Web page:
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Everything You Need to Know About the Connecting Rod

If you have wondered how connecting rods, otherwise known as con rods, work, their primary functions, or even how it works in a reciprocating compressor, you’re on the right page. Here’s¬†everything you should know about the connecting rod.¬†

Everything You Need to Know About the Connecting Rod - KB Delta

A connecting rod is a rod linking the crankshaft and the piston. The rod’s big end connects to the crank pin, while the small end connects with the piston pin.

The primary purpose of a connecting rod in a reciprocating compressor is to convert the piston’s linear motion into the rotary motion of the crankshaft.

Connecting rods are generally made of forged steel and aluminum alloy and consist of an I-beam cross-section. This component is often precisely matched in sets of similar weights as it helps maintain the balance of the reciprocating compressor.

However, the lighter the piston and connecting rod, the greater or more profound the resulting power they generate, and the lesser the vibration since the reciprocating weight is also less.

Connecting rods transmit the power thrust from the piston to the crankpin. This is why they must be solid, lightweight, and rigid.


Types of Connecting Rods

Connecting rods are available in different types, depending on the types of engines that require them.

Here are the types of connecting rods you should know:


  • Plain Type Connecting Rod

This connecting rod is employed in opposed and inline engines. Its big end is usually connected to the crankpin and fitted exceptionally well with a bearing cap.

This bearing cap is mounted by a stud or bold at the end of the con rod. It must be replaced in the same relative position and cylinder for proper balance and fit.


  • Forged Connecting Rods

Forging is the process used in creating this connecting rod. It is constructed when a grain of the material is forced into the shape of the con rod’s end. These materials may be aluminum or steel alloy.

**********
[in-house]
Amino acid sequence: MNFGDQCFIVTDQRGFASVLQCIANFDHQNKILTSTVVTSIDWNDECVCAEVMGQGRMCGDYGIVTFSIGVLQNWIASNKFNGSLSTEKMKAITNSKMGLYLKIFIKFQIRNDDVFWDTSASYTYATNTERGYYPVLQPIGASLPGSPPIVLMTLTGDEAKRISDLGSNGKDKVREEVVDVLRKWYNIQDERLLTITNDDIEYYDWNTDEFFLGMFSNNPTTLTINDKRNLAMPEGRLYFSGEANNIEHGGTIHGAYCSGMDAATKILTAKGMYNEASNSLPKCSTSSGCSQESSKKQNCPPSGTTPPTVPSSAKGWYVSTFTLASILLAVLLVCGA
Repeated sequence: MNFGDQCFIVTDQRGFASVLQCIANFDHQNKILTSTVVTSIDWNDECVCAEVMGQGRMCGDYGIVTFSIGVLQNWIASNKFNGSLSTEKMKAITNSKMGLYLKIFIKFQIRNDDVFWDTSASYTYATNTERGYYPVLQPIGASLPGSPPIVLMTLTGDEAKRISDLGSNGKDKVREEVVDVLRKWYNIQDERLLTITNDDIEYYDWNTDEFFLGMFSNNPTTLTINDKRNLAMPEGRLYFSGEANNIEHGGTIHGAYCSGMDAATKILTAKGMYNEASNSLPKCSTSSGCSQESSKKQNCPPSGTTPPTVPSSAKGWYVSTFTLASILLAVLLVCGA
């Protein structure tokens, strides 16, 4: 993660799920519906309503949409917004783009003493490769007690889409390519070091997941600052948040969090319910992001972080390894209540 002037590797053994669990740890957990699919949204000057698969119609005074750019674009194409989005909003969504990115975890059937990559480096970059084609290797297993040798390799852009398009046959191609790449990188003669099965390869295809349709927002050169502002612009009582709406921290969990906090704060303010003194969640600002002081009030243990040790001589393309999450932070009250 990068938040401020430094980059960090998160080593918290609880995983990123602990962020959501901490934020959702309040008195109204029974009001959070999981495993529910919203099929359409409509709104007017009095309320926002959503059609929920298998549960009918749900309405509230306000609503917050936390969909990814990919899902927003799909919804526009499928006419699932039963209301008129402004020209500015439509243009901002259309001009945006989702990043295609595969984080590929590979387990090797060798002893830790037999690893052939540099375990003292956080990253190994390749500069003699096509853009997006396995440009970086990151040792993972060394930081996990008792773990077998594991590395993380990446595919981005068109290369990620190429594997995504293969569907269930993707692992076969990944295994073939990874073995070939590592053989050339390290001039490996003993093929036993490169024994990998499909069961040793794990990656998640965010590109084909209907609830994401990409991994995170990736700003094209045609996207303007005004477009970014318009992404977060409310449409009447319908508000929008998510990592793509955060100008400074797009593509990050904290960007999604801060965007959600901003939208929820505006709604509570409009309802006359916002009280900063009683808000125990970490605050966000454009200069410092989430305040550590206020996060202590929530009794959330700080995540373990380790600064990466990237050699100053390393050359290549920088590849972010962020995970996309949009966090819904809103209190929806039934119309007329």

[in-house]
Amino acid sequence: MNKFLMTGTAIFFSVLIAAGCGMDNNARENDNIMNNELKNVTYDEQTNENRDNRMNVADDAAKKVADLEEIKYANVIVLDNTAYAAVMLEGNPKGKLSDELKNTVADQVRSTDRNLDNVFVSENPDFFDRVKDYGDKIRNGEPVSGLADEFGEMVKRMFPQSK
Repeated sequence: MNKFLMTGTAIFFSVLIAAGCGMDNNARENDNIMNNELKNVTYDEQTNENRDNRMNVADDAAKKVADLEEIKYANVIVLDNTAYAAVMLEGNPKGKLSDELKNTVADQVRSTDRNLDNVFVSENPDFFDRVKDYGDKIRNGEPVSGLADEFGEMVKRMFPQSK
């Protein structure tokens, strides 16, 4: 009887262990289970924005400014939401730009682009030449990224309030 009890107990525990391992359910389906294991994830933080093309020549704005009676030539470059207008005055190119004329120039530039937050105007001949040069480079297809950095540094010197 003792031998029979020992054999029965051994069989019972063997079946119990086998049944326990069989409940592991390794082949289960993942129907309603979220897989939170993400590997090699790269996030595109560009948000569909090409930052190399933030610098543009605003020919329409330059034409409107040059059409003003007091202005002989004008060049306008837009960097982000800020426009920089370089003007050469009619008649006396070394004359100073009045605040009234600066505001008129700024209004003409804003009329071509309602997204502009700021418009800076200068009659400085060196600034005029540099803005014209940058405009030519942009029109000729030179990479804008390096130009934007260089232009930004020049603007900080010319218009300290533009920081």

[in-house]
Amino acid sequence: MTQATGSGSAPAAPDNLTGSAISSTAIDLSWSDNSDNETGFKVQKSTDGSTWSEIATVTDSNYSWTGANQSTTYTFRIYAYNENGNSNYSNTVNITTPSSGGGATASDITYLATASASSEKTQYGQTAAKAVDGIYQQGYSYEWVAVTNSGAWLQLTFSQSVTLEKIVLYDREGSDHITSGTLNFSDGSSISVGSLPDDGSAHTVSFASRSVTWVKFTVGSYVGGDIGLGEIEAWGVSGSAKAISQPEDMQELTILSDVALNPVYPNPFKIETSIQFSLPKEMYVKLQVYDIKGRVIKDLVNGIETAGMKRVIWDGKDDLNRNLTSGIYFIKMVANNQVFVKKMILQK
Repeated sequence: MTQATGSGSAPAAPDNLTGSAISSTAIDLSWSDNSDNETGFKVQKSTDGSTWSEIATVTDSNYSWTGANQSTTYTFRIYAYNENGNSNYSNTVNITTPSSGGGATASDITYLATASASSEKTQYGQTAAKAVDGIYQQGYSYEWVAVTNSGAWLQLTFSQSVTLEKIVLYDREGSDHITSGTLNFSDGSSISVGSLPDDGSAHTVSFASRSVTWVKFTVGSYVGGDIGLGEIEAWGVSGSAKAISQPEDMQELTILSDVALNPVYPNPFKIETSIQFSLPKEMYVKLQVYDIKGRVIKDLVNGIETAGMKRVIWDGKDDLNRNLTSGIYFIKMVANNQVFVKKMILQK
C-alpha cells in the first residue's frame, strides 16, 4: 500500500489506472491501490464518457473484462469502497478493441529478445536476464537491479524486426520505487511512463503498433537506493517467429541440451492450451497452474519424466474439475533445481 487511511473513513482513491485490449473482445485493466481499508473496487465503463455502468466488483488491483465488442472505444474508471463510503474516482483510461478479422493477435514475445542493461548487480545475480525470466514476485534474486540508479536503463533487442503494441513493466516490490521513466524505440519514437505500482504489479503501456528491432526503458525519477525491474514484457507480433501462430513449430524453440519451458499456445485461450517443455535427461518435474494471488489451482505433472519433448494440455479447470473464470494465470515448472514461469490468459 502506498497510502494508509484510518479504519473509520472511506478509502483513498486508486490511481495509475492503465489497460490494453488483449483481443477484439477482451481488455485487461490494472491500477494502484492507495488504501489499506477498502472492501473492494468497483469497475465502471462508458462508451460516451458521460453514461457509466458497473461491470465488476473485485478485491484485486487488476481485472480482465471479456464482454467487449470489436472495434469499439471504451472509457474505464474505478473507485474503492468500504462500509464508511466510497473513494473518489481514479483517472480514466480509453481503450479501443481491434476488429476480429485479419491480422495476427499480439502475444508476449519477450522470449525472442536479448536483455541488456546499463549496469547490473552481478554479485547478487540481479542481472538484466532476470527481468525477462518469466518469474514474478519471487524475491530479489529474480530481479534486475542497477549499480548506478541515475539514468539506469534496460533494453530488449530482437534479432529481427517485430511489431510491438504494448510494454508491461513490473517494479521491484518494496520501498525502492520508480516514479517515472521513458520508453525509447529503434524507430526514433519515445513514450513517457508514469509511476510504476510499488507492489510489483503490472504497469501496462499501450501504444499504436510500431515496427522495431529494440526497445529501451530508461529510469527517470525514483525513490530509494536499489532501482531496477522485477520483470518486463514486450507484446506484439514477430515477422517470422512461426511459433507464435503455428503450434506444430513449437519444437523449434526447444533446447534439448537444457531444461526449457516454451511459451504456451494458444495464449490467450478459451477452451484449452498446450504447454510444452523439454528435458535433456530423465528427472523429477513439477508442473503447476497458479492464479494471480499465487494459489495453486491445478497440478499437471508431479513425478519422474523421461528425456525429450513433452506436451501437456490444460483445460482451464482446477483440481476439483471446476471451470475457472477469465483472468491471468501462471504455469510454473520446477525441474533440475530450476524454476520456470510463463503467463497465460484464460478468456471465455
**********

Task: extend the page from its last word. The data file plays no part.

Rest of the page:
Nickel and chrome alloys are some of the well-known steel alloys that help enhance the strength of these connecting rods.


  • Powdered-Metal Connecting Rod

Powdered metal is also used in making con rods. This connecting rod is manufactured by preparing a metal powdered mixture pressed into a mold and heated to an extremely high temperature.

The finished product may require light machining, though it mostly comes out as a completed, finished product mold. Powdered metal connecting rods are less expensive than their steel counterparts but stronger than cast con rods.

Other types of connecting rods include:


  • Master and Slave Con Rods
  • Cast Connecting Rods
  • Billet Con Rods
  • Fork and Blade Connecting Rods


The Different Parts of a Connecting Rod

A connecting rod is generally composed of several parts. Here they are in no particular order:


  1. Small end
  2. Big end
  3. Piston
  4. Bearing inserts
  5. Bush Bearing
  6. Wrist pin
  7. Bearing cap
  8. Shank
  9. Bolt and nut


Here’s a closer look at each part of the connecting rod:


  • Small End

This part of the connecting rod is usually connected to the face of the piston pin.


  • Big End